For a teenager the early 1980s was the best thing ever. While the new Conservative government was intend on smashing civic society, Scotland remained a defiantly socialist country. Caledonia was filled with plucky soviet inspired pioneers boldly giving the finger to the running dogs of capitalism, whilst waiting for the great leap forward into a benevolent and all loving Marxist paradise – which would come about once the labour party won power in the UK. Thatcher however had other plans.
Much has already been written about the destruction of Scotland’s traditional manufacturing base in the 1980s and I need not go repeat that awful litany of closures here. Defiance without victory is a hard thing to sustain, yet long term things were achieved during the 1980s. Labour controlled Strathclyde region leased land outside Faslane Naval Base to anti-nuclear campaigners and Faslane Peace Camp remains a focus for world-wide resistance to Nuclear weapons. Many of the men and women who suffered under Thatcher’s axe remain defiant and active to this day, not least the men and women of the mining communities who I met during the Social Justice campaigns of the 1990s. But there is no denying that by the mid 1980s Red Scotland was becoming exhausted and increasingly bitter place.
Whether a Scottish parliament could have resisted or at least soften Tory attacks on Scotland is one of those great what ifs of history. Certainly in the aftermath of Thatcher’s stunning 1983 re-election some of the No campaigners of 1979 now came to support the idea of home rule, either as a measure for defending Scotland or protecting the Labour Party’s dominance. Among the converts was Robin Cook. However, this debate remained behind closed doors.
When I was 16 or 17 I went to a Labour party talk in Castlemilk, on the outskirts of Glasgow. The wee man from the party stood up and gave his spiel. Housing, poverty, health and other Social Jutice isues were not mentioned at all. Thatcher was only mentioned in the passing. Instead the audience was given a lecture about the evils and dangers of the SNP. It was the first time I heard this theory articulated, but not the last. To this day, it still does the rounds in various guises and it remains as shocking a thing to hear now as it was then. In summary, here are the facts as espoused by the wee man from the Labour Party. The SNP, he explained, says it’s all for worker’s rights and defying Thatcher. It says it is a Socialist Party. But it is also a Nationalist Party. Socialism and Nationalism. What happens when you put them together? It happened in Germany with Hitler. Do not let it happen here! So there it was explained to working class teenagers, the Scot Nats were actually Scot Nazis.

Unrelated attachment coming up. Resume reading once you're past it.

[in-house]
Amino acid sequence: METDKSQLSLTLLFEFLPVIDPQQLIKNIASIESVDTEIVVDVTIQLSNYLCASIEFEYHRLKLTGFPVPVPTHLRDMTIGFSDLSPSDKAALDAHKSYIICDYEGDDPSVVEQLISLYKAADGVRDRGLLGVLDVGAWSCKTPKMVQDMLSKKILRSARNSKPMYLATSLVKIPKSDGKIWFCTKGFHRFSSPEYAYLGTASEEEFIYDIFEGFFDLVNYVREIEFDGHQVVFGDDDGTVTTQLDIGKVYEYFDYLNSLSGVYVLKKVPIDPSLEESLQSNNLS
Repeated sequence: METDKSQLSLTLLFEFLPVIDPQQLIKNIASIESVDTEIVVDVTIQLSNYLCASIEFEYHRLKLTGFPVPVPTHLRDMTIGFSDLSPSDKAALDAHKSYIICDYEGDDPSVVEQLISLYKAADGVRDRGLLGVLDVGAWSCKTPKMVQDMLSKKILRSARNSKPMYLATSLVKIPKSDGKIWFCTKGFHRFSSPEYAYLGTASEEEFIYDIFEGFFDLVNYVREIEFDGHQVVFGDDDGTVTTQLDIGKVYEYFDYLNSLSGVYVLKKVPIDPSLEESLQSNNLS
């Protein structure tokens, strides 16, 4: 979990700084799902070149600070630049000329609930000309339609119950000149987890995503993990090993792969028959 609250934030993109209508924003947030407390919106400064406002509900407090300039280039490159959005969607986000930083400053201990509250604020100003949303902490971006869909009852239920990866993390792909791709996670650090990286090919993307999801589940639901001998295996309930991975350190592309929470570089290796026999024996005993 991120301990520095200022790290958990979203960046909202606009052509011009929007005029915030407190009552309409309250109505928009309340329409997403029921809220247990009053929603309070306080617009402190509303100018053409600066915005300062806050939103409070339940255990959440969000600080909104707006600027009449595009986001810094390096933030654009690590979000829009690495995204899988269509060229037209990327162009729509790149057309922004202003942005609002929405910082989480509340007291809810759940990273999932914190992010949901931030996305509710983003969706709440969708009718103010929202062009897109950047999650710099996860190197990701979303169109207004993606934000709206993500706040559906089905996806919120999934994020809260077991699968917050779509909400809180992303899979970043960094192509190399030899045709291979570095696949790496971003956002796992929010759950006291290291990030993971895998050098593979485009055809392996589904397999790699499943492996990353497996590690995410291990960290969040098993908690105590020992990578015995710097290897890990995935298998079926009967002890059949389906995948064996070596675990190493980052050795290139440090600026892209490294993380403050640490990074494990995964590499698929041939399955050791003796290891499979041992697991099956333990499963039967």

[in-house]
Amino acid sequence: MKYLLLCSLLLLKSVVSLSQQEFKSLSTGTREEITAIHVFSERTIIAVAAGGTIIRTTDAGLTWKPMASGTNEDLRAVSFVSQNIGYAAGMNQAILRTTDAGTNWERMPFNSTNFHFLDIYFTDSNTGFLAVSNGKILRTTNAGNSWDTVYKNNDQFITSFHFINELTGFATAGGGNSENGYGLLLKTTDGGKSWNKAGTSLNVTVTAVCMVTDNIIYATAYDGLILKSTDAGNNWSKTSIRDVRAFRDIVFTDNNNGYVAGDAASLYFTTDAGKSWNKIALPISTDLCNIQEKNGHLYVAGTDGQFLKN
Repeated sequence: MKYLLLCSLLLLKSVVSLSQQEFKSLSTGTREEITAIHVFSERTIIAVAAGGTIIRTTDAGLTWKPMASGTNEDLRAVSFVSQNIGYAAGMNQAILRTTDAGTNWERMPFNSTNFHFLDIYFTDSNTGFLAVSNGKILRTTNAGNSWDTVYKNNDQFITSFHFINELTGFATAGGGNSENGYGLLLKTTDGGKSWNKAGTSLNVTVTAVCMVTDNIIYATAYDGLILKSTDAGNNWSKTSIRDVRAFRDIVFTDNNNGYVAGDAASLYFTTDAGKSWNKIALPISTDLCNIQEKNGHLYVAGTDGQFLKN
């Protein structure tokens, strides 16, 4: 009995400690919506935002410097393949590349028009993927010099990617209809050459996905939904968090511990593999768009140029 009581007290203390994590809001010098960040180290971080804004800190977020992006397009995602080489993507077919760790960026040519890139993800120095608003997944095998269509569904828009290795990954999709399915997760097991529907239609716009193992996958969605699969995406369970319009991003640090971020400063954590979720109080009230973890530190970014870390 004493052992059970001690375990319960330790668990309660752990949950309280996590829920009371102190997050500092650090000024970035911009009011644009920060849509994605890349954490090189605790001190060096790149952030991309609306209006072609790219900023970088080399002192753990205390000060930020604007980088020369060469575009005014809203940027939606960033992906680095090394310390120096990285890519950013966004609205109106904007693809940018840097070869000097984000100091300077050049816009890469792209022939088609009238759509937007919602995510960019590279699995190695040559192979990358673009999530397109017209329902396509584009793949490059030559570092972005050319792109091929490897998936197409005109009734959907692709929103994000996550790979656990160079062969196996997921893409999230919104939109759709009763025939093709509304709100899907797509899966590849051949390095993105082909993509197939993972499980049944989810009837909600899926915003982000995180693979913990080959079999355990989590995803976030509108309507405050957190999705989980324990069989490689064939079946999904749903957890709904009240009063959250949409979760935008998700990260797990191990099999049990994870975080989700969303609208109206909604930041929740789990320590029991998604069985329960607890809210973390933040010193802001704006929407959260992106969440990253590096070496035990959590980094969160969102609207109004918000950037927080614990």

Luckily I was and remain a contrary wee shite. My childhood has a lot to do with this. Like many families in the West of Scotland, mine is a mixture of the Orange and Green, my heritage being a mix of the Irish who fled the hunger and dislocation of late 19th century Ireland and the Scottish Protestants who tried to shove them back on the boat again. There is pride in both sides of my family and much to celebrate but having brought mixed cultured children into the world my parents and their respective families were faced with a very real problem. Should the weans be brought up Catholic or Protestant. In the end I was baptised a Catholic. However, whilst I went to Chapel on Sunday, I went to Orange walks on the Saturday. As our American friends are wont to say ‘Go figure!’
One legacy of my upbringing is an appreciation that nothing is ever black or white (or orange and green). I like shades and tones and splashes of confusion and sheer bloody mayhem. Having listened to the crazy labour man’s harangue I did not sign on the line and become a member of the people’s party. Instead, within a week I joined the SNP. Admittedly I was more motived by umbrage than conviction, but at least I made a go of it. I did try to stay in the SNP, but I’m not a nationalist. It’s just not in my make-up. I do retain a lot of respect for the SNP activists as I do for many of the Labour activist who I have met over the years. But I guess it’s like my Orange and Green background. I have been influenced and inspired by the Labour and Nationalist parts of my Heritage, but I remain in politics as in faith, a firm Atheist.
Now read Part Five: Defending Red Scotland
All these blogs can be read from beginning at: Social Justice & Scottish Independence
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